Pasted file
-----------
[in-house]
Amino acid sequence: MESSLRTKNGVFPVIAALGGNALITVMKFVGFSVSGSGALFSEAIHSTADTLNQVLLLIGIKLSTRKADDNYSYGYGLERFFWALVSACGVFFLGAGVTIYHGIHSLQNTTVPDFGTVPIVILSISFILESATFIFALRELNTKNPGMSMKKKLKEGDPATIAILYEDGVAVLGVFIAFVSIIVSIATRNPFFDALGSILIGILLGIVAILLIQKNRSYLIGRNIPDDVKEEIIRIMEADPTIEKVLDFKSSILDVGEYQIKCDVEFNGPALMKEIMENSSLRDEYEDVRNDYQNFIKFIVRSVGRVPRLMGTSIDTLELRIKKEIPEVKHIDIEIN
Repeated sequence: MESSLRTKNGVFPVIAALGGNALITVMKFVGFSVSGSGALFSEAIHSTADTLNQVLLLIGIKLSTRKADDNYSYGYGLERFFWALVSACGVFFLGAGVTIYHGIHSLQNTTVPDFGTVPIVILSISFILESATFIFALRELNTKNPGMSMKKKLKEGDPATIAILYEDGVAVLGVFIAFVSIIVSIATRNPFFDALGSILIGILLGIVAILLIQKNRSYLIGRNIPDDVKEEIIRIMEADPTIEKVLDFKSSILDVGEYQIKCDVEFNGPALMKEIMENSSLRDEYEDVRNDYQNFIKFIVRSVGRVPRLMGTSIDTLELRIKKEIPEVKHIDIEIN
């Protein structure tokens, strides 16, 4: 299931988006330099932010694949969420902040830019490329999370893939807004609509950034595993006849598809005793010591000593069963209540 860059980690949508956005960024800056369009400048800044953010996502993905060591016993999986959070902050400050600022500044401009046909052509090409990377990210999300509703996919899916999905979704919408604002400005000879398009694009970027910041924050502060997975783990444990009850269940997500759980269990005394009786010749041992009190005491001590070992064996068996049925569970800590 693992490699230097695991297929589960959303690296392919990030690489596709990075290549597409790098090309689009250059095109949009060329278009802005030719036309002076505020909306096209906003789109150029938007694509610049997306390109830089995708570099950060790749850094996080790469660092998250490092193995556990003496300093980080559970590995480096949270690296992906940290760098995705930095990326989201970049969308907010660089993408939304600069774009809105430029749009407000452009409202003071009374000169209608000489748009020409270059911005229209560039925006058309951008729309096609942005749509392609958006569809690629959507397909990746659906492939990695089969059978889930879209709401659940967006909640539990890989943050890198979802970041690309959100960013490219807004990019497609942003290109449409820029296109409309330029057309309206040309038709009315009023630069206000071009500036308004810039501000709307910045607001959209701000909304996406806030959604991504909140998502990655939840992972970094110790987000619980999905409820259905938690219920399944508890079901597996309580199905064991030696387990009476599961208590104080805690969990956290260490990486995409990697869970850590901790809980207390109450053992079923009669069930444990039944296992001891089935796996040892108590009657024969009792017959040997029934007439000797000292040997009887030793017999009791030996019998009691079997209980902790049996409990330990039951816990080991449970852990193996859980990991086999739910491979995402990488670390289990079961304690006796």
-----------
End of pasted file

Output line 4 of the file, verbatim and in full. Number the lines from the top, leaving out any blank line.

């Protein structure tokens, strides 16, 4: 299931988006330099932010694949969420902040830019490329999370893939807004609509950034595993006849598809005793010591000593069963209540 860059980690949508956005960024800056369009400048800044953010996502993905060591016993999986959070902050400050600022500044401009046909052509090409990377990210999300509703996919899916999905979704919408604002400005000879398009694009970027910041924050502060997975783990444990009850269940997500759980269990005394009786010749041992009190005491001590070992064996068996049925569970800590 693992490699230097695991297929589960959303690296392919990030690489596709990075290549597409790098090309689009250059095109949009060329278009802005030719036309002076505020909306096209906003789109150029938007694509610049997306390109830089995708570099950060790749850094996080790469660092998250490092193995556990003496300093980080559970590995480096949270690296992906940290760098995705930095990326989201970049969308907010660089993408939304600069774009809105430029749009407000452009409202003071009374000169209608000489748009020409270059911005229209560039925006058309951008729309096609942005749509392609958006569809690629959507397909990746659906492939990695089969059978889930879209709401659940967006909640539990890989943050890198979802970041690309959100960013490219807004990019497609942003290109449409820029296109409309330029057309309206040309038709009315009023630069206000071009500036308004810039501000709307910045607001959209701000909304996406806030959604991504909140998502990655939840992972970094110790987000619980999905409820259905938690219920399944508890079901597996309580199905064991030696387990009476599961208590104080805690969990956290260490990486995409990697869970850590901790809980207390109450053992079923009669069930444990039944296992001891089935796996040892108590009657024969009792017959040997029934007439000797000292040997009887030793017999009791030996019998009691079997209980902790049996409990330990039951816990080991449970852990193996859980990991086999739910491979995402990488670390289990079961304690006796």